Treaty of Lyck
The Treaty of Lyck was a treaty between Vytautas the Great, future Grand Duke of Lithuania, and the Teutonic Knights, represented by Marquard von Salzbach, komtur Arnold von Bürglen, and Thomas, son of Lithuanian duke Survila. It was signed on 19 January 1390 in Lyck, State of the Teutonic Order, (now Ełk, Poland). Vytautas, in exchange for a military alliance against his cousin Jogaila during the Lithuanian Civil War (1389–1392), agreed to cede Samogitia up to the Nevėžis River and become the Order's vassal. In essence Vytautas confirmed the Treaty of Königsberg (1384) that he had signed with the Knights during the Lithuanian Civil War (1381–1384). Once betrayed, the Knights now asked for hostages as a guarantee of Vytautas' loyalty. The Order demanded as hostages his two brothers Sigismund and Tautvilas, wife Anna, daughter Sophia, sister Rymgajla, brother-in-law Ivan Olshanski, and a number of other nobles.
Vytautas initiated the negotiations when he failed to capture Vilnius, capital of the Grand Duchy of Lithuania. He sent Marquard von Salzbach and the Count of Rheineck, two knights held captive since 1384, to negotiate on his behalf. The treaty was signed in secret as not to alert Jogaila and his brother Skirgaila. The Knights managed to convince Skirgaila that they were ready to negotiate peace with him, and he even returned from Polotsk to Vilnius anticipating the Teutonic envoy.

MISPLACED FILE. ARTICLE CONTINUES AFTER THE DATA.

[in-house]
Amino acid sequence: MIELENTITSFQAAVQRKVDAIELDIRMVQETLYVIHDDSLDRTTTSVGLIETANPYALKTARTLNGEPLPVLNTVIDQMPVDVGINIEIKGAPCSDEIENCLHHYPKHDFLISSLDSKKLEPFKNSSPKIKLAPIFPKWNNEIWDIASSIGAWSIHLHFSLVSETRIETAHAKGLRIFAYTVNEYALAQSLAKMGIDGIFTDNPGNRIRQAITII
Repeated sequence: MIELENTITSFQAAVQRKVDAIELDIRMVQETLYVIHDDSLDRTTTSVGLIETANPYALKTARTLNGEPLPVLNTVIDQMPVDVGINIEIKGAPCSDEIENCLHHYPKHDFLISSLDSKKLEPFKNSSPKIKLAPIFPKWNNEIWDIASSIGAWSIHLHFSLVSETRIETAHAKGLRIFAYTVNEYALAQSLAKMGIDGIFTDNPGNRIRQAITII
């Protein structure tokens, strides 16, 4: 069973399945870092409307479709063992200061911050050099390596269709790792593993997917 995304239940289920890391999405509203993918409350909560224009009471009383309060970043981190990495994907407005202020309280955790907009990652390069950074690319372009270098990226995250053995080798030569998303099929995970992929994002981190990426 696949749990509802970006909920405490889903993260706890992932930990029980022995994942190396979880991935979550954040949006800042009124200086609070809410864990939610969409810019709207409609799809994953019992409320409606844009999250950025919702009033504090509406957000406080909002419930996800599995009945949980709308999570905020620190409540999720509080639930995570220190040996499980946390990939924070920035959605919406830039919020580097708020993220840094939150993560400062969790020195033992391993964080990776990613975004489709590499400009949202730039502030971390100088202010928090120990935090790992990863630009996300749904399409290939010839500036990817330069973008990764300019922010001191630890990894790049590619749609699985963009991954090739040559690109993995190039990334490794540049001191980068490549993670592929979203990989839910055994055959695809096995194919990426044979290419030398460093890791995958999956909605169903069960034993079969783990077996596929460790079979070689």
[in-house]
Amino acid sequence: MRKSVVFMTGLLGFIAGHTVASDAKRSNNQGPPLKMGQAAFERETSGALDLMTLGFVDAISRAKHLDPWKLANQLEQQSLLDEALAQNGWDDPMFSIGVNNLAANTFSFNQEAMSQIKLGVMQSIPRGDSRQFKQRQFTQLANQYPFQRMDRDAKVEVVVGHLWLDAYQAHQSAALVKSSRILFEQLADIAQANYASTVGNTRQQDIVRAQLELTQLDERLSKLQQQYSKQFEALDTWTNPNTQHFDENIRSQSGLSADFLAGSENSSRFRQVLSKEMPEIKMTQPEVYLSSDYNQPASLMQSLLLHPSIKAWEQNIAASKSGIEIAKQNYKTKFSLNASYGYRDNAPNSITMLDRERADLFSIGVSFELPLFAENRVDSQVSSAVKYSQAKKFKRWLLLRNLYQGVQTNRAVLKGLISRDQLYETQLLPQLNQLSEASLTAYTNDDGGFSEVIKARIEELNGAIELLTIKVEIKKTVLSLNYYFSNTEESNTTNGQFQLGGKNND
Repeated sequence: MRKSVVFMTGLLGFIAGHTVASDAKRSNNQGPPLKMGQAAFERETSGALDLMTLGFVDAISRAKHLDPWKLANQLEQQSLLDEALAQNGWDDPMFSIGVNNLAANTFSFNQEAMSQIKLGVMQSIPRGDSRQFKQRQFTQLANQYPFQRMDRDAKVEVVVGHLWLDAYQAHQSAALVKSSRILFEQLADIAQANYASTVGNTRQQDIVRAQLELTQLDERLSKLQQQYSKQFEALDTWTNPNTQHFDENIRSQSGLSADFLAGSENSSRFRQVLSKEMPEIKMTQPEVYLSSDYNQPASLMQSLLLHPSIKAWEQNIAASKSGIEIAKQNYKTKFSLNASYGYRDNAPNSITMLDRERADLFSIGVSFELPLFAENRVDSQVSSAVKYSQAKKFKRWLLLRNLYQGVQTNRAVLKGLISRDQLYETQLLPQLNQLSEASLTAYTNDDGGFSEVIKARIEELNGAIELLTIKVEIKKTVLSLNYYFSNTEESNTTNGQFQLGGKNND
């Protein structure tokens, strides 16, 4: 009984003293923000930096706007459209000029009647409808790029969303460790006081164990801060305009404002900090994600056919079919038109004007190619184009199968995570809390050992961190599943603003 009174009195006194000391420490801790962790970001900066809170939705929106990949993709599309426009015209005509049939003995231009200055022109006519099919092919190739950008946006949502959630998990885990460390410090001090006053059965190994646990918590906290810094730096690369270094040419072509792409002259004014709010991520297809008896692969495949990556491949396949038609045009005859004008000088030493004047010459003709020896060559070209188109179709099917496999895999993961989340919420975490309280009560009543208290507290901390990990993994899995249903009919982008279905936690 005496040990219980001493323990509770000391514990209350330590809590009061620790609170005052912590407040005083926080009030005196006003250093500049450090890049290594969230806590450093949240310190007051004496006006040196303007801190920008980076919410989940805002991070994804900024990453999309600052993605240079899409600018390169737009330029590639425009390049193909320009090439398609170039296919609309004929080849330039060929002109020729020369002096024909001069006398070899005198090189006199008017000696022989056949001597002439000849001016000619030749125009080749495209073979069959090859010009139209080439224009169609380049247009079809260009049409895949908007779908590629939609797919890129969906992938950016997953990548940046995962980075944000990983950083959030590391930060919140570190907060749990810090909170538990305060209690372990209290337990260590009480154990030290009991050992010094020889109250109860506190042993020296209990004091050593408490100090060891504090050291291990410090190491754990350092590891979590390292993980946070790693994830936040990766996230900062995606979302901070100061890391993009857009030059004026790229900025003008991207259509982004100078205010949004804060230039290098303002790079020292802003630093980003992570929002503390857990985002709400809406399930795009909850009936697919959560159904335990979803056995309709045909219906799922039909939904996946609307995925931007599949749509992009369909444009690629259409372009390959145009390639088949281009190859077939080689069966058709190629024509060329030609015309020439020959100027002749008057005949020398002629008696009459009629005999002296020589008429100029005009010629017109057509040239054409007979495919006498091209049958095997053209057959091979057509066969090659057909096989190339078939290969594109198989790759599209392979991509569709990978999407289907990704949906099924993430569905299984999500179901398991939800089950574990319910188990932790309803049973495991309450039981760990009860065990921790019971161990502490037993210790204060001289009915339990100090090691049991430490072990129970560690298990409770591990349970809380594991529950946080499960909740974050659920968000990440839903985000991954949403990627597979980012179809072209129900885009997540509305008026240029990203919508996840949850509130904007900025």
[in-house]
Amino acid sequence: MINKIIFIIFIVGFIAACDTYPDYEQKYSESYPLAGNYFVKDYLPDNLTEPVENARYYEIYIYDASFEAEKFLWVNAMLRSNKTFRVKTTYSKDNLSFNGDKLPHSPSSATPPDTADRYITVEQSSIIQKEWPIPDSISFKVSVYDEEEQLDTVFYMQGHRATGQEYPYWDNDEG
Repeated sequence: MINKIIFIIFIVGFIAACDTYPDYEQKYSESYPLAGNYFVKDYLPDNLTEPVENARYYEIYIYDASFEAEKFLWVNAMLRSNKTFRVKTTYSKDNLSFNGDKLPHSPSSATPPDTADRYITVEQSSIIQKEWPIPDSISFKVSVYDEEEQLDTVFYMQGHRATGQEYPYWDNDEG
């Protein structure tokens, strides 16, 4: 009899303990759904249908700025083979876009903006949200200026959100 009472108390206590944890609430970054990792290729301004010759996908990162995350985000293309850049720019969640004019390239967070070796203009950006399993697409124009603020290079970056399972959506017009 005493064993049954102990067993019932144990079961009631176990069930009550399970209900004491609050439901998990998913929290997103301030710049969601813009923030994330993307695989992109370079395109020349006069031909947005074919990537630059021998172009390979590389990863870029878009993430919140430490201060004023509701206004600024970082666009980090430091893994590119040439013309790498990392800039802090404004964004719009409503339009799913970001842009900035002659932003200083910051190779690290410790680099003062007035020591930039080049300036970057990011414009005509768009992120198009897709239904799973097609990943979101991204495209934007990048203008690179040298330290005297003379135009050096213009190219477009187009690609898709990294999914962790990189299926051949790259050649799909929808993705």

The Treaty of Lyck was strengthened by the Treaty of Königsberg (1390), signed between the Knights and a Samogitian delegation, which promised its loyalty to the "Samogitian king" Vytautas. The Knights helped Vytautas to wage a war against Jogaila, but the cousins reconciled in 1392 and signed the Ostrów Agreement. The Knights were once again betrayed: Vytautas burned three of their castles and did not cede Samogitia. They continued to wage war until the Treaty of Salynas of 1398; territorial disputes over Samogitia dragged until the Treaty of Melno of 1422.
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